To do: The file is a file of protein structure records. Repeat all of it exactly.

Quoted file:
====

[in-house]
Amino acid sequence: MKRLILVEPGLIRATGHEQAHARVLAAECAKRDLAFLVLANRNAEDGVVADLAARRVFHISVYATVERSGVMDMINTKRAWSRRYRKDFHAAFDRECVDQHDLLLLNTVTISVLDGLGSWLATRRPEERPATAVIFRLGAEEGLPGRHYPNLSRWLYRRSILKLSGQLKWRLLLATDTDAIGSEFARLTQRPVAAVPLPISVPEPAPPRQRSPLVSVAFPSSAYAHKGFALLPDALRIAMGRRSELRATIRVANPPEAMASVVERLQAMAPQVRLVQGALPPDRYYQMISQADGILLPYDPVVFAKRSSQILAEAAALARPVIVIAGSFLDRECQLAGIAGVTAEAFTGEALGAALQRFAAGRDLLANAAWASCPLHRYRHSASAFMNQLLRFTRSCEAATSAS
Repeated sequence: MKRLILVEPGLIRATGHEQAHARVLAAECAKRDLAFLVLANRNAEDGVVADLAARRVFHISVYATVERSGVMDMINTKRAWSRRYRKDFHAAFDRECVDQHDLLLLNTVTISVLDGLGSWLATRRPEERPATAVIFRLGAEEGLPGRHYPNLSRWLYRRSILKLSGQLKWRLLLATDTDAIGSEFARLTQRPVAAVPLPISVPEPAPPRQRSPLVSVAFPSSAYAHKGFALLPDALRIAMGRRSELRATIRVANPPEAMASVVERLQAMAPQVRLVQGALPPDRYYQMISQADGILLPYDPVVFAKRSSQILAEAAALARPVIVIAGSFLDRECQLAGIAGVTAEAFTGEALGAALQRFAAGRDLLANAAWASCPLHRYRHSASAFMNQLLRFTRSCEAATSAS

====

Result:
[in-house]
Amino acid sequence: MKRLILVEPGLIRATGHEQAHARVLAAECAKRDLAFLVLANRNAEDGVVADLAARRVFHISVYATVERSGVMDMINTKRAWSRRYRKDFHAAFDRECVDQHDLLLLNTVTISVLDGLGSWLATRRPEERPATAVIFRLGAEEGLPGRHYPNLSRWLYRRSILKLSGQLKWRLLLATDTDAIGSEFARLTQRPVAAVPLPISVPEPAPPRQRSPLVSVAFPSSAYAHKGFALLPDALRIAMGRRSELRATIRVANPPEAMASVVERLQAMAPQVRLVQGALPPDRYYQMISQADGILLPYDPVVFAKRSSQILAEAAALARPVIVIAGSFLDRECQLAGIAGVTAEAFTGEALGAALQRFAAGRDLLANAAWASCPLHRYRHSASAFMNQLLRFTRSCEAATSAS
Repeated sequence: MKRLILVEPGLIRATGHEQAHARVLAAECAKRDLAFLVLANRNAEDGVVADLAARRVFHISVYATVERSGVMDMINTKRAWSRRYRKDFHAAFDRECVDQHDLLLLNTVTISVLDGLGSWLATRRPEERPATAVIFRLGAEEGLPGRHYPNLSRWLYRRSILKLSGQLKWRLLLATDTDAIGSEFARLTQRPVAAVPLPISVPEPAPPRQRSPLVSVAFPSSAYAHKGFALLPDALRIAMGRRSELRATIRVANPPEAMASVVERLQAMAPQVRLVQGALPPDRYYQMISQADGILLPYDPVVFAKRSSQILAEAAALARPVIVIAGSFLDRECQLAGIAGVTAEAFTGEALGAALQRFAAGRDLLANAAWASCPLHRYRHSASAFMNQLLRFTRSCEAATSAS